The observer, when he seems to himself to be observing a stone, is really, if physics is to be believed, observing the effects of the stone upon himself.
— Bertrand Russell

There are over five and a half billion cell phones in the world, nearly all equipped with cameras: an orgy of recording of life as it passes. Our age has seen an explosion of this peculiarly human activity — recording activity — on a scale scarcely comprehensible even by those who've lived through it. What changes has this revolution wrought, not only in how we see the world, but how we live in it?

Not so many years ago, taking a photograph was a painstaking business; film was expensive, and there were no do-overs. The ordinary person might take a few rolls, say 96 or 144 or 288 exposures over the course of a holiday, composing each one with the greatest patience and care; they were very easy to spoil, since the camera could be opened again only when the film had absolutely for sure been rewound all the way. Then each roll was lovingly stored in its own little canister, away from extremes of temperature, and once home, they were dropped off at a processor, or sent by snail mail in special mailers; many anxious days would pass before the results came back, the occasion of hard-won rage or bliss scarcely imaginable today.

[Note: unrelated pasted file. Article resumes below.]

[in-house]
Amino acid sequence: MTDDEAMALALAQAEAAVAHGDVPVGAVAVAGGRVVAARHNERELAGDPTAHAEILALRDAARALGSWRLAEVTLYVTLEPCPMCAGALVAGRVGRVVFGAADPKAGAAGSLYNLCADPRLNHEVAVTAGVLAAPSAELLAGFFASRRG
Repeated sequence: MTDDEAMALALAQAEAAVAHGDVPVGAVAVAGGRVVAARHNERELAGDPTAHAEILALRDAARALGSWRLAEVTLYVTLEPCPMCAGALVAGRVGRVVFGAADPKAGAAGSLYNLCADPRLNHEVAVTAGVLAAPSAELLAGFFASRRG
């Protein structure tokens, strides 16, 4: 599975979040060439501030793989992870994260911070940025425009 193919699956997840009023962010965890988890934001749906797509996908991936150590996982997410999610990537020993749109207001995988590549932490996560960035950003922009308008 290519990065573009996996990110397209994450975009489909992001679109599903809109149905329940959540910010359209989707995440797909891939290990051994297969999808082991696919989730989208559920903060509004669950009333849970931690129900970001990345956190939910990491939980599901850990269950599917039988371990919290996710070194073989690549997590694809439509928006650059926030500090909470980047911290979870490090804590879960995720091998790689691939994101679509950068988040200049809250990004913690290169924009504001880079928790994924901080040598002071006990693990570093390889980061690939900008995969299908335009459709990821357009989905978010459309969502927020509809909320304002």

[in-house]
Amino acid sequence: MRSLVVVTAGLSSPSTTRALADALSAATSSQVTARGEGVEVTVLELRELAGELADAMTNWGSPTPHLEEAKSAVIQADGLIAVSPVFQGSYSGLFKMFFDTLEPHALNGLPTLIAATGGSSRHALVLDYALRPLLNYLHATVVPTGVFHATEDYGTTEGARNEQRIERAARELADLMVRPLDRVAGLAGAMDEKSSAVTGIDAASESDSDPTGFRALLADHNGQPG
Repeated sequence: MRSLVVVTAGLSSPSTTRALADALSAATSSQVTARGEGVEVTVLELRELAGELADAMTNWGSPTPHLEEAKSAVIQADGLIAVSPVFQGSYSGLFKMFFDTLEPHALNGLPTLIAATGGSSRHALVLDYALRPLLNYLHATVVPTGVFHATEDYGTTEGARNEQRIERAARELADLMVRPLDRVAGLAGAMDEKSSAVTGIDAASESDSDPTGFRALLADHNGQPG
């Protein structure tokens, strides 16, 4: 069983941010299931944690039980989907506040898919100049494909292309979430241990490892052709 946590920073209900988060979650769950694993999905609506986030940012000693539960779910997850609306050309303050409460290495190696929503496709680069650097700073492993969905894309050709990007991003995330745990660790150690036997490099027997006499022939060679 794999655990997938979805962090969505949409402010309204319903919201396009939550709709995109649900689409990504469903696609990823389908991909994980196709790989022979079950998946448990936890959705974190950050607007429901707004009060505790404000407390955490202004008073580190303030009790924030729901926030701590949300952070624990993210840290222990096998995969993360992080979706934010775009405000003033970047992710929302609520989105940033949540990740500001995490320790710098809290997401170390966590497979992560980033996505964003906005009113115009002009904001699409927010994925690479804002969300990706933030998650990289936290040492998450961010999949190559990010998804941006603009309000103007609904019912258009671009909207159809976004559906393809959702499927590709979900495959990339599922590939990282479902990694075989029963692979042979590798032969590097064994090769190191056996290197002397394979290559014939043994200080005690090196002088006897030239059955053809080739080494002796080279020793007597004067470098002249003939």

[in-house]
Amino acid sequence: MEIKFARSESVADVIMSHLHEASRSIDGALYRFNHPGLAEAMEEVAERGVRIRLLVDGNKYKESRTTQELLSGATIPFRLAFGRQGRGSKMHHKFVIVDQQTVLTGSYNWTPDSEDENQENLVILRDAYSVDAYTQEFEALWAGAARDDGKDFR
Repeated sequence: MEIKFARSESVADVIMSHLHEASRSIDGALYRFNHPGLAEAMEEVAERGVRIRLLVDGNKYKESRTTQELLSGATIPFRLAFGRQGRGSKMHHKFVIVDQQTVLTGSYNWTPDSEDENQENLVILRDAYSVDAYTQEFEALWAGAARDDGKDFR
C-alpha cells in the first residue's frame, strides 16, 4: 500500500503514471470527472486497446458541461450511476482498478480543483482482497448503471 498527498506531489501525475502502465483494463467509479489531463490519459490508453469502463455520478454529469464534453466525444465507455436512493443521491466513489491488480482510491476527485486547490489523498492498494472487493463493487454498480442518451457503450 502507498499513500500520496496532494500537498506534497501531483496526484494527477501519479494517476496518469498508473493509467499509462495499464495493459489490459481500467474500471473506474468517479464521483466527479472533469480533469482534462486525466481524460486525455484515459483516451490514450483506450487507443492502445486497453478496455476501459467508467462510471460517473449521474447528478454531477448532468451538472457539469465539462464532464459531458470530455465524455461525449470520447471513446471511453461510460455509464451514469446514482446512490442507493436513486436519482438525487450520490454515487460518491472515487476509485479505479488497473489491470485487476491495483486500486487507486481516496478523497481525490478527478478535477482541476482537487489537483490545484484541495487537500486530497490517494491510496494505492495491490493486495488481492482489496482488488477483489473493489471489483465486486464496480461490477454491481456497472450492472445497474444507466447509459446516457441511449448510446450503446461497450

Nowadays one takes hundreds of images in an afternoon without a moment's thought. The suspense over whether or not a photograph "came out" lasts for seconds, not weeks, and if it didn't come out we can often try again, five times, a dozen times.

No other earthly creature tries to keep something of its own vanishing moments — that we know of, I mean. Who knows what Unamuno's crab might not get up to, in his spare time. That is one great difference that separates us from other animals. Later developments indicate another, newer and more complex difference: we are increasingly conscious of the nature and purposes as well as the ultimate futility of the attempt.